In a game market flooded with HD re-releases of games that came out sometimes less than 1 year prior, it is surprising when we see a game as old as Duke Nukem 3D see a return to consoles, albeit last gen consoles. Duke Nukem 3D: Megaton Edition is a port of the game that was brought to PC in 2013 by Devolver Digital and is visually impressive considering its age. Originally released in 1996, Duke Nukem 3D is chock full of irreverent, tongue in cheek humor that lets gamers indulge their inner “Duke” and play as a character that self describes himself as “The King” and “All that is a man”. The types of phrases that Duke constantly spits out as he blows away pig cops or tips exotic dancers are frequent and highlight both the type of egocentric character Duke really is, and that it’s not something that games can really get away with these days.
Duke Nukem 3D is an early FPS similar in gameplay to DOOM, and is rich in content. The linear, single mission levels are clever and full of hidden secrets and rooms. The gameplay is simple. Aliens have invaded earth. They have captured our women and mutated our police force. Duke is the one man that may be able to save the day. You embark on each level with a pistol and numeric health bar and progression is made by clearing one room at a time and ultimately finding the end of the area. If you have never played these older FPS games then you may be surprised by how dated some mechanics feel. Health is only regenerated by finding medical kits in the environment. Ammo and new special weapons must be discovered in the world, and are often in hidden or heavily guarded areas. The many different enemy types are essential for keeping the shooting fresh and the varied levels are also a nice touch. This is level design at its most basic, yet still entertaining, roots. Running and gunning is separated by finding hidden areas in the world that are only unlocked by the right combination of button presses on a wall, or by finding weakened areas in the floor or walls that can be destroyed. There are tactical items in game that can be used to change up gameplay are steroids, holodukes and jetpacks, to name a few. The variety of weapons and ways to approach situations are numerous and it keeps the combat from getting stale.
The game consists of a whopping 41 levels spread throughout 4 episodes and has 4 difficulty levels. Thankfully, since this is a modern port, there are leaderboards to track your ass-kicking abilities against your friends or the rest of the world. There of course are trophies, art gallery unlocks and gameplay capture features thrown into the mix. In fact, every time you die in game you can choose where you respawn by rewinding the recorded gameplay and choosing a drop in point. This is a very nice touch that more games should have. When you feel that you are getting beat up too much, you can invite a friend to play co-op online on both PS3 and PS Vita. Speaking of online, there is a full multiplayer suite that lets up to 8 players “Duke” it out in old school styled deathmatches. There are also custom games that can be played, however, finding people online is a somewhat difficult task depending on when you are online. At least you can play with friends in player matches and you are not forced to only play matchmaking.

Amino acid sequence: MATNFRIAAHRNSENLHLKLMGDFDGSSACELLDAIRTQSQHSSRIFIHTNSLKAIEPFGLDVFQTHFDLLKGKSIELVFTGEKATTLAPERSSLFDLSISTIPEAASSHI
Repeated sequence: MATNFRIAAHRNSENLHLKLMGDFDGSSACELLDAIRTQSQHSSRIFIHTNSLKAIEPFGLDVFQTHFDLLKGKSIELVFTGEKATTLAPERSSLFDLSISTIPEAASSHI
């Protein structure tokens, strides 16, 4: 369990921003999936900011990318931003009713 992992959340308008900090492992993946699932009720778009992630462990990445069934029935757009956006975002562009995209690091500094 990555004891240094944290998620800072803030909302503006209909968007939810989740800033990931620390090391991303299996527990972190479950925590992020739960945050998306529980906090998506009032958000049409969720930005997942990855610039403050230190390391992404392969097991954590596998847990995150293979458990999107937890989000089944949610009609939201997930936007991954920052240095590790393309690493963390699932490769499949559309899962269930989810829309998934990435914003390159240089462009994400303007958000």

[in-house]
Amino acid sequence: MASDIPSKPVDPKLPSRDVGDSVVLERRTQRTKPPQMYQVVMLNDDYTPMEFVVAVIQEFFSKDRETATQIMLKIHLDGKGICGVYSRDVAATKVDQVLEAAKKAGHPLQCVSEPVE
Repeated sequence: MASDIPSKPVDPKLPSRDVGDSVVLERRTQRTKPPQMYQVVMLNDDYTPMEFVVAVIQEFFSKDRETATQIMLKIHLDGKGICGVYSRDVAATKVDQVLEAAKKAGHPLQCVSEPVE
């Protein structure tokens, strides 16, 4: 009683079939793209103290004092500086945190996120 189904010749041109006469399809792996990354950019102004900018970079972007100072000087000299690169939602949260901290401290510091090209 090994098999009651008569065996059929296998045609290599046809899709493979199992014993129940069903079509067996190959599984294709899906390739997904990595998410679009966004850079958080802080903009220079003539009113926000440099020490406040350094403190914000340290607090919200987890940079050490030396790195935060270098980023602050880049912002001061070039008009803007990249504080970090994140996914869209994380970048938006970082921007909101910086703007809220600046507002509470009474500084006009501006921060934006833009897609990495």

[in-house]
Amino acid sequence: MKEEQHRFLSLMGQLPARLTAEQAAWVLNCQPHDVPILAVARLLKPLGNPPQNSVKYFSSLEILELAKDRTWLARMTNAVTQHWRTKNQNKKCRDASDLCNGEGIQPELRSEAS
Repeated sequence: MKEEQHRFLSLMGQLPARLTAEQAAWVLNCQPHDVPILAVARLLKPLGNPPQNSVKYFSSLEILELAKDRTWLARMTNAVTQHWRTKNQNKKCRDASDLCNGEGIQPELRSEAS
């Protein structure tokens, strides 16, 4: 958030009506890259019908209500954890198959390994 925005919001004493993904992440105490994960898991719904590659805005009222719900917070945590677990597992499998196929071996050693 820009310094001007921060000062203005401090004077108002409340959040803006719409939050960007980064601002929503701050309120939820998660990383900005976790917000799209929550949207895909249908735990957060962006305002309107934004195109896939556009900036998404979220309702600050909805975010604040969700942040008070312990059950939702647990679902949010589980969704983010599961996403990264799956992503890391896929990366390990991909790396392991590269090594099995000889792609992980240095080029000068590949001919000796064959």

Playing Duke Nukem 3D takes veteran players back to a time when vertical aiming and online multiplayer were relatively new things. It’s not politically correct; it’s maybe even more controversial given the recent big issues in the gaming media; and it’s bound to go down in history as a contributing factor to gaming misogyny – but by today’s standards it’s very tame, and it is well aware of what it’s lampooning. It also allows newer gamers a chance to experience some of gaming’s key moments from history and relive them with polished visuals, three DLC packs and trophies. Throw in cross-buy/cross save and you have yourself one heck of a package, so what’s not to love?